“In addition to the ability to remotely monitor water levels, trends and alerts, the solution will also give farmers the functionality to remotely operate pumps and other machinery, enhancing an operation’s productivity and sustainability. A key barrier to unlocking the power of this technology is connectivity, as many of Australia’s remote communities only have access to terrestrial networks.

Inmarsat’s globally available connectivity services, such as our IsatData Pro (IDP) service, offer two-way messaging making it particularly suitable for supporting Farmbot’s applications that need remote control capability or where updates must be installed remotely.”

Andrew Coppin, Managing Director of Farmbot said: “Although Australian farmers are some of the most innovative in the world, adoption of technology on farms has been hamstrung by cellular network connectivity issues”.

“We are really excited about the opportunities that Inmarsat’s real-time, two-way communications will bring to rural Australia and other regions. Affordable satellite-controlled pumps and machinery is a first for the Australian agriculture industry.

“This partnership has the potential to significantly improve the management of critical water resources for rural farmers worldwide, resulting in tangible productivity gains.

“The development of on-demand operation of pumps, cameras and machinery for farmers has significant and far-reaching benefits spanning individual farm profitability, carbon reduction and ultimately more sustainable outcomes,” Coppin concluded.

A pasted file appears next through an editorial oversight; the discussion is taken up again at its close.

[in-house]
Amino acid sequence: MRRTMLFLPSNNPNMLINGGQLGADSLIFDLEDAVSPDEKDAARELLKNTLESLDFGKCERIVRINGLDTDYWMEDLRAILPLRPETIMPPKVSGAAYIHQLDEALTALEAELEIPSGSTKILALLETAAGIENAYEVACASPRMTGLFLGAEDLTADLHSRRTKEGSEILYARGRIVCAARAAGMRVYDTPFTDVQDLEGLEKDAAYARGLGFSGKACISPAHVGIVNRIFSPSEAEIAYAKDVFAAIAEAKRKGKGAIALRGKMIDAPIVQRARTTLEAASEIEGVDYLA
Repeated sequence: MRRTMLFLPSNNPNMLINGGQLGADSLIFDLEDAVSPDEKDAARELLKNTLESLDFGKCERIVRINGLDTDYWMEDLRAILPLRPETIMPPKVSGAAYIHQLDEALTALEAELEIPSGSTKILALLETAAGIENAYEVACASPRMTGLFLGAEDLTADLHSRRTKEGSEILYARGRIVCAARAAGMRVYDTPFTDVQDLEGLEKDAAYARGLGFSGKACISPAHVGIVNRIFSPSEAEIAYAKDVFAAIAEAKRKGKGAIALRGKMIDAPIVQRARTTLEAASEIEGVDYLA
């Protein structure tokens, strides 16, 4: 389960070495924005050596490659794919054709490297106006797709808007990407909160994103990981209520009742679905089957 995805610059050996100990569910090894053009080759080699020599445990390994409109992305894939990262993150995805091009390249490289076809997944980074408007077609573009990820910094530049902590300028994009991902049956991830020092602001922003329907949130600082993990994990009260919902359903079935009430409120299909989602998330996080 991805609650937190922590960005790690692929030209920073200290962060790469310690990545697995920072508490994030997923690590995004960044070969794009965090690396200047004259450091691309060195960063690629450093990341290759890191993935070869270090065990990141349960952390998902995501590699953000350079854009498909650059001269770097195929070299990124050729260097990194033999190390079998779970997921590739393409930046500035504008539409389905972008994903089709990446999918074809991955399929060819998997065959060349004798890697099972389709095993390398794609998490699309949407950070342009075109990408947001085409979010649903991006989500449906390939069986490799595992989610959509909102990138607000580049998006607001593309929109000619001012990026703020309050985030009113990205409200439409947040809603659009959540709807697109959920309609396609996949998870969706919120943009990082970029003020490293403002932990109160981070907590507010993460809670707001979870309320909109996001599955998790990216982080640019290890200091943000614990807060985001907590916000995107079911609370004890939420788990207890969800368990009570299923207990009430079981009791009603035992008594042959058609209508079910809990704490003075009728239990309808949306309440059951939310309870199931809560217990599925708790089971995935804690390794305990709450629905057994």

Subscribe to ITWIRE UPDATE Newsletter here

Active Vs. Passive DWDM Solutions

An active approach to your growing optical transport network & connectivity needs.

Building dark fibre network infrastructure using WDM technology used to be considered a complex challenge that only carriers have the means to implement.

This has led many enterprises to build passive networks, which are inferior in quality and ultimately limit their future growth.

Why are passive solutions considered inferior? And what makes active solutions great?

Read more about these two solutions, and how PacketLight fits into all this.

CLICK HERE!

WEBINAR INVITE 8th & 10th September: 5G Performing At The Edge

Don't miss the only 5G and edge performance-focused event in the industry!

Edge computing will play a critical part within digital transformation initiatives across every industry sector. It promises operational speed and efficiency, improved customer service, and reduced operational costs.

This coupled with the new capabilities 5G brings opens up huge opportunities for both network operators and enterprise organisations.

But these technologies will only reach their full potential with assured delivery and performance – with a trust model in place.

With this in mind, we are pleased to announce a two-part digital event, sponsored by Accedian, on the 8th & 10th of September titled 5G: Performing at the Edge.

REGISTER HERE!

BACK TO HOME PAGE
Peter Dinham

Peter Dinham - retired and is a "volunteer" writer for iTWire. He is a veteran journalist and corporate communications consultant. He has worked as a journalist in all forms of media – newspapers/magazines, radio, television, press agency and now, online – including with the Canberra Times, The Examiner (Tasmania), the ABC and AAP-Reuters. As a freelance journalist he also had articles published in Australian and overseas magazines. He worked in the corporate communications/public relations sector, in-house with an airline, and as a senior executive in Australia of the world’s largest communications consultancy, Burson-Marsteller. He also ran his own communications consultancy and was a co-founder in Australia of the global photographic agency, the Image Bank (now Getty Images).

Share News tips for the iTWire Journalists? Your tip will be anonymous

WEBINARS ONLINE & DEMAND

GUEST ARTICLES

VENDOR NEWS

Guest Opinion

Guest Interviews

Guest Reviews

Guest Research

Guest Research & Case Studies

Channel News

Comments